They didn’t understand their benefits, didn’t understand the need or purpose for well visits, and were not familiar with what their healthcare providers could actually do for them.
“This became even more complex when barriers came into play,” Blue said. “Things like language barriers, financial barriers, and other things in place that prevent access to care. I felt there was a way we could do what we were doing better.”
They had an idea to create what Tafoya called “sustainable health care.”
“We believed that healthy families make for healthy communities,” said Tafoya, who leads nine clinic locations in Phoenix, Mesa, Peoria, and other Arizona cities. “We started out from really humble beginnings, but we always believed in that concept.”
But how could they create a sustainable, patient-centered model of care?
How to Create Sustainable Healthcare
Recognizing how much economic and social factors were preventing proper healthcare in their community, the Adelante Healthcare System team began to explore ways to create sustainable health among their patients.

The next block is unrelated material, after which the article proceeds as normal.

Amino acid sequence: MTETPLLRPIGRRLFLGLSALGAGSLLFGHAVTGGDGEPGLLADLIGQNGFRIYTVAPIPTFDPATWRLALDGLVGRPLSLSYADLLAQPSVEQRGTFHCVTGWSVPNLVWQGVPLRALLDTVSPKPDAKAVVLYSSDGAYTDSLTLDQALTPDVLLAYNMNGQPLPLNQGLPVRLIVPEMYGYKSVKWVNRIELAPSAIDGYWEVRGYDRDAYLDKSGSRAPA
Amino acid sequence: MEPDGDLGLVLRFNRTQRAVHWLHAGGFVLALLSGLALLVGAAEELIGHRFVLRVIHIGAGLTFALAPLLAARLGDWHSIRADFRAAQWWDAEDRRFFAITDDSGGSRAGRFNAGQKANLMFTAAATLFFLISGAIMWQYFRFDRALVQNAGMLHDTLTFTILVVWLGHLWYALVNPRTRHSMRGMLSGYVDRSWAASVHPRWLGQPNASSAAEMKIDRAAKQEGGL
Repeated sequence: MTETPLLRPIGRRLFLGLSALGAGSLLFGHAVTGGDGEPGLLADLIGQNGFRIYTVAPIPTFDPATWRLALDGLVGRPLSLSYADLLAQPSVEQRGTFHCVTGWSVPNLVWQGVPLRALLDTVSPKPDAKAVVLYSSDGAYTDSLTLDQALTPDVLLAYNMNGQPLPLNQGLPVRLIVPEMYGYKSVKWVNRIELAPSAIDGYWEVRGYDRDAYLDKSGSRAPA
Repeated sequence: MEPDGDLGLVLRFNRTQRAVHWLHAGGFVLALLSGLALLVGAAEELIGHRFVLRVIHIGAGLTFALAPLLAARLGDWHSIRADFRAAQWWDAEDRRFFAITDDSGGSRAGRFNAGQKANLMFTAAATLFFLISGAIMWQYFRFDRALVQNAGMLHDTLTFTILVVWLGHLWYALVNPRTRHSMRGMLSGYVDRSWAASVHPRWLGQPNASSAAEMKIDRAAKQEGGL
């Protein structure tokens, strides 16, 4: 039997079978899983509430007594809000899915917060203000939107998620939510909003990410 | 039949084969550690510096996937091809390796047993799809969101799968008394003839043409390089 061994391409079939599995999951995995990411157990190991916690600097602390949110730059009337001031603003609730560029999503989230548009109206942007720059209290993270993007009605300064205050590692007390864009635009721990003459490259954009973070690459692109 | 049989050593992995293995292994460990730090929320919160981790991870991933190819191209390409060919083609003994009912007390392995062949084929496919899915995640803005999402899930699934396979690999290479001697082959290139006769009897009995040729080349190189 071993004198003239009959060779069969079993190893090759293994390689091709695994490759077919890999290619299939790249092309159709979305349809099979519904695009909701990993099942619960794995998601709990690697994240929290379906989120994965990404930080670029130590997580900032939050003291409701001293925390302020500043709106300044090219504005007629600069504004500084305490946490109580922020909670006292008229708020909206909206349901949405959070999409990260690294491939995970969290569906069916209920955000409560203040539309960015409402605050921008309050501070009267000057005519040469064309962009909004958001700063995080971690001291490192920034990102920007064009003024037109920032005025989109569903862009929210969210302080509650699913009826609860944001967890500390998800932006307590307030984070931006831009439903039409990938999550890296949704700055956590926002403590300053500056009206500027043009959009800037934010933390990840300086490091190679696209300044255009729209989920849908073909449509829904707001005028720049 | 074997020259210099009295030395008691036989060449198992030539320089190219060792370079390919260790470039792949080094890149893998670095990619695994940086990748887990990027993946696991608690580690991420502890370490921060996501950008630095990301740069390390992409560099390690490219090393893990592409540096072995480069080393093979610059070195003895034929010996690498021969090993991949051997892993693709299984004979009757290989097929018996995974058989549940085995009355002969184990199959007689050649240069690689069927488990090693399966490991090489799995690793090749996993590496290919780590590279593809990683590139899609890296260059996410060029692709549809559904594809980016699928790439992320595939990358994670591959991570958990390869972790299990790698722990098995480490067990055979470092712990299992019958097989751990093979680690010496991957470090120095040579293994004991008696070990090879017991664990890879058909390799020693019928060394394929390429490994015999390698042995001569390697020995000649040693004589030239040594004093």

Education and patient-centered care became a central component.
“There was a lot of education that we needed to do beyond health care,” Blue said. “We needed to teach people how to use their [insurance] benefits.”
In 2009, they applied for and received a grant that would help them reach individuals with chronically uncontrolled diabetes in their clinic in Phoenix (41.3% Latino population). The plan was to teach them how to use their health coverage to care for themselves. By the spring of 2009, they began to put into practice their new philosophy of care.
Soon they wanted to do even more—but they needed a bigger workforce to do it.
Health Coaches & More
So Tafoya and Blue worked to get grant funding to add “extended care” personnel.